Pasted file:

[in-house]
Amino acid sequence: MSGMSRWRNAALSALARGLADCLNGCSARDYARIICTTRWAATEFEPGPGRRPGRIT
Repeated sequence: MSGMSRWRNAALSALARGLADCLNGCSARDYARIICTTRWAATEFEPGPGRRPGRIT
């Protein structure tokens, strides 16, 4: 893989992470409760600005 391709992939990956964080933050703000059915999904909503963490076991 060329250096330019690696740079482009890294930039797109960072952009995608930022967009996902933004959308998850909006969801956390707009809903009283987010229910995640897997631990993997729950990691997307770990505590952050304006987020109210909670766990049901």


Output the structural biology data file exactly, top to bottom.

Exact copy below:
[in-house]
Amino acid sequence: MSGMSRWRNAALSALARGLADCLNGCSARDYARIICTTRWAATEFEPGPGRRPGRIT
Repeated sequence: MSGMSRWRNAALSALARGLADCLNGCSARDYARIICTTRWAATEFEPGPGRRPGRIT
């Protein structure tokens, strides 16, 4: 893989992470409760600005 391709992939990956964080933050703000059915999904909503963490076991 060329250096330019690696740079482009890294930039797109960072952009995608930022967009996902933004959308998850909006969801956390707009809903009283987010229910995640897997631990993997729950990691997307770990505590952050304006987020109210909670766990049901």